The doom of full-length compact discs may already be nigh upon the format’s 25-year anniversary. The life-span of popularity for CD-singles was even shorter: those high-priced, slim-cased imports that gnawed at your sense of fandom with guilty-shopper’s teeth. “Footsteps” was one of the hardest songs for me to track down in the early days, but also the most rewarding when I ultimately found it. Of course, I’d already heard half of it on the Temple of the Dog album via “Times of Trouble”, the second CD purchase I ever made (packaged in a long box, no less). But though Gossard’s music is identical to both songs, “Footsteps” and “Times of Trouble” have always felt completely distinct and separate from one another.

The third and final chapter of the Mamasan Trilogy, which also includes “Once” and “Alive”, “Footsteps” finds Vedder’s character awaiting execution for his crimes, and reflecting on them. Without the knowledge that the song is part of a larger story however, which to my knowledge could only be gleaned from reading articles and interviews related to the band, it would be difficult to decipher the exact scenario. With or without explanation, “Footsteps” still contains the same pathos, expressed by the moody chords and Vedder’s tremulous voice (and much later, harmonica), but the song makes the most literal sense in context. At the time that the song meant the most to me, however, it wasn’t because of what the song was about. First and foremost, the song was attractive to me at the age of 14 for the simple fact that it was recorded with an acoustic guitar.

Being young around the height of the MTV Unplugged phenomenon made this a bigger deal than it might seem today. But at the time, Stone might as well have been playing samisan on the song, for how exotic it sounded to me. Recorded not at London Bridge or some other studio but for a Rockline radio performance, “Footsteps” was immediate, lonely, despairing. Without paying attention to the words, these qualities added yet another dimension to the band in its infancy, a wholly different atmosphere of which they were capable. At that point, it was the band’s most stripped down, “quiet” songs (the emotion in the song was anything but quiet), but it was nonetheless extremely exciting.


~ by Michael on September 7, 2007.

5 Responses to “Footsteps”

  1. I can’t believe it was recorded on a radio program. Thats really incredible.

  2. My favorite version of this song can be found on the “Nothing as it Seems” single, live from a Bridge School Benefit show.

  3. I wasn’t going to post anything on this song because I really didn’t have much to say about it. I’ve always liked it but never formed any really strong impressions. But because I like to re-listen to the songs C13 writes about I decided to give this song a fresh listen. And I listened to both the original version and the one that is on the Live at the Gorge Boxset. C13 has spoken so eloquently about the choices that singers make, and I was really surprised by how differently he sings this song now. I love the harmonica. It’s a great addition. But the quality of his voice is so different now. There’s a world-weary quality that is so much more suited to the song than when he was young. The other thing he does is start the song out much more quietly. It just keeps building and building in intensity until the end, much more dramatic. Of course his choices on Live at the Gorge might have had something to do with the fact that he was halfway through a 30+ song show. But I really loved it.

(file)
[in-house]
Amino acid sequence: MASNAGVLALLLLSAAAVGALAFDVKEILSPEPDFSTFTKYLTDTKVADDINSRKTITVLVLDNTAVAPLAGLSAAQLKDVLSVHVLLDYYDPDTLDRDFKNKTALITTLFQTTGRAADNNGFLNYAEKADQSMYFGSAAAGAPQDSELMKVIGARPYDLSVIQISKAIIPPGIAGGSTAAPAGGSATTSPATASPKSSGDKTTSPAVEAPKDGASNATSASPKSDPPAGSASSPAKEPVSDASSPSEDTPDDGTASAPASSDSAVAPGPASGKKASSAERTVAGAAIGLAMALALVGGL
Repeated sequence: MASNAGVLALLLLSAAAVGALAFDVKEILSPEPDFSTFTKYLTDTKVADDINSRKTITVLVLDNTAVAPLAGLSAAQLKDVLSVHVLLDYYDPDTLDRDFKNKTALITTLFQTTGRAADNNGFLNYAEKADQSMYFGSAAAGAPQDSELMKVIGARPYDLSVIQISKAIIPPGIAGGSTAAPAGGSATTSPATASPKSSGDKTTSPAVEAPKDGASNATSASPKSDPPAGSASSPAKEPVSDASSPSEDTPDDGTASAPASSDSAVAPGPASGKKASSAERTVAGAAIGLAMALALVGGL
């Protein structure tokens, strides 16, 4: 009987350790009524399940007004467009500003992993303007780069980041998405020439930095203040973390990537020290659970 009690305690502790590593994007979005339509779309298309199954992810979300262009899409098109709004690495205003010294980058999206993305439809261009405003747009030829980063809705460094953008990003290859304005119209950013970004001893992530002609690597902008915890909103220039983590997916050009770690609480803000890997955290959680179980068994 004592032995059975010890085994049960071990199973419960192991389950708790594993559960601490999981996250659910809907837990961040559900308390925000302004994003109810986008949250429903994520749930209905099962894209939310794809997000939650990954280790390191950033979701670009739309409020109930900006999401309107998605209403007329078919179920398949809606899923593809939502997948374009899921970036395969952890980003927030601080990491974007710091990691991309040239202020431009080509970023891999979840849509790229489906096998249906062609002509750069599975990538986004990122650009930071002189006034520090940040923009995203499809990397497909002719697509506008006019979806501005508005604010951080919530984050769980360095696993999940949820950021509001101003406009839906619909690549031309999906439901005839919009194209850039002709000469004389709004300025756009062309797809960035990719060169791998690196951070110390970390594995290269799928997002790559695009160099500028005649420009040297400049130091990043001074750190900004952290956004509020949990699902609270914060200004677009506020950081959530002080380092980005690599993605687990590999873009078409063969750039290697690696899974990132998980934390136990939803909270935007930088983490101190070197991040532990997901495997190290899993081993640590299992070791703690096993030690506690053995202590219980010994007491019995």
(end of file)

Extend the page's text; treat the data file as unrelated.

4. I agree Susan, this is a song that took 10 or so years to fully reach it’s potential.

  5. Along with ‘Hold On’, this is my favorite PJ song from the 90’s. It sounds a half step lower than Times of Trouble, and reflects its despair. Like Alive, this song has been transformed over time and seems to rise from despair to forgiveness. Maybe that is too strong of a word but I heard a version of this from a 2003 Mansfield, MA show and Ed drops the word ‘blame’, and turns it around to acceptance and questioning. “And if there’s something you’d like to do, just let me continue, I need to continue, and if there’s questions I need from you, let me to continue to ASK you”. As if he accepts what happened, is moving on, has to move on, but questions how someone could do that so reserves the right to try and understand why (ask you). Maybe it’s just me, but growing up in the late 80’s and early 90’s I never heard of school shootings. Of course, we didn’t have access to the internet so it is was something that happened in rural Idaho, I may never have gotten the news. The point is (this is so off target), with all of these recent ‘go into a crowd and just shoot people’ events, I find myself questioning why people do that. Sure, they are lonely, desperate, perhaps mentally ill. I am always questioning the why and how of others. Clearly, Eddie questioned his mothers actions. As you get older, you realize you cannot change the past, you have to focus on the now and just move forwards.

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